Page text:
For the duration of the 2011 Field School, four working groups comprised of 5-6 participants and 2-3 resource persons worked closely with 4 communities in Lamphun Province: Camadevi Monastery, Ton Kaew Monastery Museum, Pratupa Monastery, and Luk Village. Each group had a total of seven fieldwork sessions at their respective sites.
The overarching aim of these fieldwork sessions was to explore the concepts of intangible heritage with the host communities, to learn what aspects of ICH are valued, and to gain an understanding of the possibilities and challenges of safeguarding intangible heritage.
For each of the fieldwork sessions, participants employed anthropological approaches and participatory research methods to learn more about their host community and their intangible heritage, and to identify potential approaches to safeguarding ICH. Research tools included: community cultural mapping, interviews, socio-cultural calendars, stakeholder assessment, and audiovisual documentation (video and photographs).
Final Project Description
Audiovisual documentation of intangible cultural heritage is widely regarded as an important means of safeguarding ICH. First, the documentation and creation of an archive of ICH is a way of ensuring that future generations have the opportunity to learn about their heritage. Secondly, audiovisual documentation can be a valuable tool for promoting awareness and stimulating interest in intangible culture. And thirdly, audiovisual documentation can offer communities a powerful medium for representing themselves to their own communities and the wider world.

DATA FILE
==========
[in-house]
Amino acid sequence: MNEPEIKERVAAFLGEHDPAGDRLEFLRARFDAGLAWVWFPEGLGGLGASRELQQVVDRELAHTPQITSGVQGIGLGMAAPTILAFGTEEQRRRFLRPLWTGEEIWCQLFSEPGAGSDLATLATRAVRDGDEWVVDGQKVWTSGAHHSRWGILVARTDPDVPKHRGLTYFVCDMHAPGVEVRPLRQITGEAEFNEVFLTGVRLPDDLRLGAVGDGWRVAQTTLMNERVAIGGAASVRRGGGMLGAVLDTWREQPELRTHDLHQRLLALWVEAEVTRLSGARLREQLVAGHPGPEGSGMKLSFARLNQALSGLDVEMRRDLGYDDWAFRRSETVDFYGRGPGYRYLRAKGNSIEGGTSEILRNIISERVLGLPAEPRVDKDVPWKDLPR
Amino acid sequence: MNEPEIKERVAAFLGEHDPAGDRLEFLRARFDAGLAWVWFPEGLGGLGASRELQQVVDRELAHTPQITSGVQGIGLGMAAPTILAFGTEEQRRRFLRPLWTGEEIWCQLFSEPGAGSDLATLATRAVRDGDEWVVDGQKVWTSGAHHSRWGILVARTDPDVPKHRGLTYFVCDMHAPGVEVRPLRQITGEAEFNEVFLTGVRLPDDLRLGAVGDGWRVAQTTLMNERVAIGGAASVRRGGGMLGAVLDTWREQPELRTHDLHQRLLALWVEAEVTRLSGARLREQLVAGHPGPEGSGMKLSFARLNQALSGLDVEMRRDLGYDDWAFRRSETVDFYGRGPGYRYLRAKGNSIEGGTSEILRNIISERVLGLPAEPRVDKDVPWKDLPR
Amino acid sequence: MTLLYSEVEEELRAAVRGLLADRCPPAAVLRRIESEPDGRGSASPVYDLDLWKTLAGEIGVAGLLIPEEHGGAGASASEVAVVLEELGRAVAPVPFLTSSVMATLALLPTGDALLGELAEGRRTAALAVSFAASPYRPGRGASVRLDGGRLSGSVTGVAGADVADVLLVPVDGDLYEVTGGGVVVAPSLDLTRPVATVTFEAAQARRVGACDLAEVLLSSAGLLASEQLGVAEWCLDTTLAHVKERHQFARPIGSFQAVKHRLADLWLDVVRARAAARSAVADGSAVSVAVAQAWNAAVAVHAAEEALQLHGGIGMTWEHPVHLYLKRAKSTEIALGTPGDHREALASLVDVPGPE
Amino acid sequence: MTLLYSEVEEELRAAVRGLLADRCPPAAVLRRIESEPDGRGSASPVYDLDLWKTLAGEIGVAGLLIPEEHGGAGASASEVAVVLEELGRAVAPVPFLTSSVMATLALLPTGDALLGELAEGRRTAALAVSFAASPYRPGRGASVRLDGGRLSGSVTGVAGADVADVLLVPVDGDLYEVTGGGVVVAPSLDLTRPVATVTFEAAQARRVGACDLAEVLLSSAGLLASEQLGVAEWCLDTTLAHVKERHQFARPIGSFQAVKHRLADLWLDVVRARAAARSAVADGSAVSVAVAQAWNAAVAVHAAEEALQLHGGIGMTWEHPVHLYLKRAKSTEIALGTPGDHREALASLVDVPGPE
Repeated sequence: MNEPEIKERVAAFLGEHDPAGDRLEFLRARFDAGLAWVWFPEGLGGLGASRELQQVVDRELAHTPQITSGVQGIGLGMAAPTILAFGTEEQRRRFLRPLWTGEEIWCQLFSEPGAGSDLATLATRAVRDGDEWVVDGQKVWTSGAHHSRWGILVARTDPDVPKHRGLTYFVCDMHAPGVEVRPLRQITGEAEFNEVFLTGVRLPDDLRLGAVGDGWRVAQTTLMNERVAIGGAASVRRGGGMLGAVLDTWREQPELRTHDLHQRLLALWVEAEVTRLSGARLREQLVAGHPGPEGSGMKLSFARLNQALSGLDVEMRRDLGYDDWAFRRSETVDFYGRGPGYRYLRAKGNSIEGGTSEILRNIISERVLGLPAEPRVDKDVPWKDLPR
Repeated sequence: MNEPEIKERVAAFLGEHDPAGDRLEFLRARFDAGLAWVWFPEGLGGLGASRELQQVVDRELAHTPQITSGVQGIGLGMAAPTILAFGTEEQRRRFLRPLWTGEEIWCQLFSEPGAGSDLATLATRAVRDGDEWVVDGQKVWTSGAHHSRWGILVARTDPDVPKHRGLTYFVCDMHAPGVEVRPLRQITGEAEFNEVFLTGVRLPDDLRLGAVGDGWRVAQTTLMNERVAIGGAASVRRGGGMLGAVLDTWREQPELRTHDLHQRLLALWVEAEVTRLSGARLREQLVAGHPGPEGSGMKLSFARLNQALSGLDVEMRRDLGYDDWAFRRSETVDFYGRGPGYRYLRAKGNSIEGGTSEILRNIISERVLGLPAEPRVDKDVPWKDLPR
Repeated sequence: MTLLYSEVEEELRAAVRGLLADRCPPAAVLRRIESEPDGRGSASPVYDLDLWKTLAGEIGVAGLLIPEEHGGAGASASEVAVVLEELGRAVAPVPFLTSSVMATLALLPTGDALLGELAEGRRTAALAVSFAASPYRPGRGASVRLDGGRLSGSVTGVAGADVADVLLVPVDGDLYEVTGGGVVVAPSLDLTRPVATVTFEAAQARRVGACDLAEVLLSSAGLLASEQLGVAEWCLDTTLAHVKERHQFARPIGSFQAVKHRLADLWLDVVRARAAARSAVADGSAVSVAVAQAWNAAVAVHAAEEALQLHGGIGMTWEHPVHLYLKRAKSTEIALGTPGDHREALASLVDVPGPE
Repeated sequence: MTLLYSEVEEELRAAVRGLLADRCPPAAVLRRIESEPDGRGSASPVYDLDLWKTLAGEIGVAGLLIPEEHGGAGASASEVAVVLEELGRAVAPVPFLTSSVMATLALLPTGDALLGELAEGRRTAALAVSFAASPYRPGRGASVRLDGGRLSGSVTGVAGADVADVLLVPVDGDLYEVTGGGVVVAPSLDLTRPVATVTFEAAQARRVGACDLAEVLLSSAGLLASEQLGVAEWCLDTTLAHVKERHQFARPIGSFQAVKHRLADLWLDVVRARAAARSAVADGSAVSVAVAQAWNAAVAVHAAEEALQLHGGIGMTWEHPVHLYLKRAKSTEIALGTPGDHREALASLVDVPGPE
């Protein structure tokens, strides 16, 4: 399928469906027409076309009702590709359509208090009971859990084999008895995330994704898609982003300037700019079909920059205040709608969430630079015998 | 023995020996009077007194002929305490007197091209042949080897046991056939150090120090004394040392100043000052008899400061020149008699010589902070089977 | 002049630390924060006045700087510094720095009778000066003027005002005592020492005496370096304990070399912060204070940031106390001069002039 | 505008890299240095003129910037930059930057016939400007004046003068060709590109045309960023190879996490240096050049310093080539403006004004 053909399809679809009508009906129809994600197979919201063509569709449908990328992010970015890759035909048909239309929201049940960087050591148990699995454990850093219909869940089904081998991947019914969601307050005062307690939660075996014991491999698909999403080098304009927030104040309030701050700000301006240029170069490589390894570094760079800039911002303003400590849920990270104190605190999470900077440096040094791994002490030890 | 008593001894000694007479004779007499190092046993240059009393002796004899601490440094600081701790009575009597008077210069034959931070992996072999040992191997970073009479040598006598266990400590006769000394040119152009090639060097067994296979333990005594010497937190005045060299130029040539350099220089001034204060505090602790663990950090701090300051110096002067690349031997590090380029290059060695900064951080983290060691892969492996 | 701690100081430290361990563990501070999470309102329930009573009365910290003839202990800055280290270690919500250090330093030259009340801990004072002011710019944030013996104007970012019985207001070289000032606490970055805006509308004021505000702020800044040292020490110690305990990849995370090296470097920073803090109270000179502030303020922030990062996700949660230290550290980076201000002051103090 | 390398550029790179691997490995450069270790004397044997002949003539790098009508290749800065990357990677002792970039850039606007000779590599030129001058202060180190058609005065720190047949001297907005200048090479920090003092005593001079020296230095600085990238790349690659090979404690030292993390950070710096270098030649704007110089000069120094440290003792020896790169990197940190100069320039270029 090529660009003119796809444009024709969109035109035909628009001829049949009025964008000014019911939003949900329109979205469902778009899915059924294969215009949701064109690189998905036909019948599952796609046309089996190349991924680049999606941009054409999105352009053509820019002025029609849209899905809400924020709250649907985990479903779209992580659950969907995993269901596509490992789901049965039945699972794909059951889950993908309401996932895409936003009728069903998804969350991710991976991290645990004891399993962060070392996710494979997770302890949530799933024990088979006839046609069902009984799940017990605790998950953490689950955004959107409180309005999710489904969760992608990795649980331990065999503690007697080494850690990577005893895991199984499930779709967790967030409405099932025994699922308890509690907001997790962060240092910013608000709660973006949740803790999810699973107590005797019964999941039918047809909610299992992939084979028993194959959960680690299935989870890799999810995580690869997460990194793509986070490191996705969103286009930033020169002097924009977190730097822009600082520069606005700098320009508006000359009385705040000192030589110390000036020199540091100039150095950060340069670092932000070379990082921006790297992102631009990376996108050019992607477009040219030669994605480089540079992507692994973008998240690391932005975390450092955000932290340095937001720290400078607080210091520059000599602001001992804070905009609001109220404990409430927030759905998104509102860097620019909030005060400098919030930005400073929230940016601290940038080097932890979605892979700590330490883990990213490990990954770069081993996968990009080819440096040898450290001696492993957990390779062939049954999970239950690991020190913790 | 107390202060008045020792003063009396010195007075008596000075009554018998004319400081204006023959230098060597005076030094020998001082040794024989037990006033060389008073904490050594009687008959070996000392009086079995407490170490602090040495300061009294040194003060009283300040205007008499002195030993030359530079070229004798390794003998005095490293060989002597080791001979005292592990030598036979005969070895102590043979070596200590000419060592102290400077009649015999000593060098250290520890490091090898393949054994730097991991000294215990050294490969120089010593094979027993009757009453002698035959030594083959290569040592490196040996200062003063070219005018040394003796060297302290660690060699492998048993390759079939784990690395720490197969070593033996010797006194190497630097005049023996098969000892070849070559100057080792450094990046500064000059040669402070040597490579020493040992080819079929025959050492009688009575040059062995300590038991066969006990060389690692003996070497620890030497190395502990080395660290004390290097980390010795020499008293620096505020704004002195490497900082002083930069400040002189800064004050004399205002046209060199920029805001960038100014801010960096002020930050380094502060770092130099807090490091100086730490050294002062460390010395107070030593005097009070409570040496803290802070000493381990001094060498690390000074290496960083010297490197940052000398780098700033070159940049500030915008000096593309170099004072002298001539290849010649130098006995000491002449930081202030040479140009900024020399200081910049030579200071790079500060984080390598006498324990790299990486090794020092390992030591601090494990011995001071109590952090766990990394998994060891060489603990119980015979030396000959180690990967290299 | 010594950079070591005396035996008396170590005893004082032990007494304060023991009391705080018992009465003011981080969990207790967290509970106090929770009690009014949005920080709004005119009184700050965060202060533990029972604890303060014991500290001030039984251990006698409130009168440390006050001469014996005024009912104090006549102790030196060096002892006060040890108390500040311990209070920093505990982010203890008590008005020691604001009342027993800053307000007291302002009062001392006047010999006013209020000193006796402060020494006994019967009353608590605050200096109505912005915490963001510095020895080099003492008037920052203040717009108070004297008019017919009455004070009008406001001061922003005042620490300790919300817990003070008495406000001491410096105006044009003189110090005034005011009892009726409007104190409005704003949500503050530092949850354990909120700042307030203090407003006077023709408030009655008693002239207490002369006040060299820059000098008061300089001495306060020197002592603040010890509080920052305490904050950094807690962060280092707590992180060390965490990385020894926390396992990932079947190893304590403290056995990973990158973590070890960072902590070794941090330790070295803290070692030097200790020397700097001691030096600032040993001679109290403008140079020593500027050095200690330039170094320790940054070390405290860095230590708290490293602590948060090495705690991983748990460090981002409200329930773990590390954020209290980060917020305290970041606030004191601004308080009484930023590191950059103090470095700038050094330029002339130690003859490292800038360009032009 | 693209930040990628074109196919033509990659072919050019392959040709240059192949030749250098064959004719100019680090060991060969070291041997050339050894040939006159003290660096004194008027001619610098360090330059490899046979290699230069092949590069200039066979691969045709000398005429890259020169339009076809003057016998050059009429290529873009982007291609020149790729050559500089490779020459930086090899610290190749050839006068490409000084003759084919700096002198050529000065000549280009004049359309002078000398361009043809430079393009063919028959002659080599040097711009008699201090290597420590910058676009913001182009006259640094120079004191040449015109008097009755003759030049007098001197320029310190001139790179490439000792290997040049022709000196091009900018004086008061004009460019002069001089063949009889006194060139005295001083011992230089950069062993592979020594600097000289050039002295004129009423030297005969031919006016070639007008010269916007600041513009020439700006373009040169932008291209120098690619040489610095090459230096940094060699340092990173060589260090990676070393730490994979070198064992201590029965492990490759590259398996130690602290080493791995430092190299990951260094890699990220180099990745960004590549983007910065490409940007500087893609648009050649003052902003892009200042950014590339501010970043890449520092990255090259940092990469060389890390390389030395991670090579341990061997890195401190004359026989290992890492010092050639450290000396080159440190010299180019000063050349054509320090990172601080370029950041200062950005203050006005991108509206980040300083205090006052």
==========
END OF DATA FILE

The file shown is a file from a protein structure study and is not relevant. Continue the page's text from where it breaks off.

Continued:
And yet, audiovisual documentation also presents of host of challenges and limitations. Audiovisual documentation entails the use of new digital technologies such as digital cameras, camcorders, and computers, thus making this form of documentation more costly than other methods. A/V documentation also requires the development of a system of archiving as well as cultural protocols regarding use and access to the archive. These and other factors may put A/V documentation out of reach for many institutions and communities. Finally, audiovisual documentation of intangible heritage does not guarantee the intergenerational transmission or future viability of knowledge and practices—hence, it is not a substitute for other forms of safeguarding which support the transmission of ICH to future generations.
Our objective for the final project was to explore the possibilities as well as the limits of a/v documentation of ICH with your host community.
The task for each group was to produce a short film (approx. 5 minutes) featuring one element of local intangible cultural heritage, in consultation with the host community. The four films produced by the working groups are available here: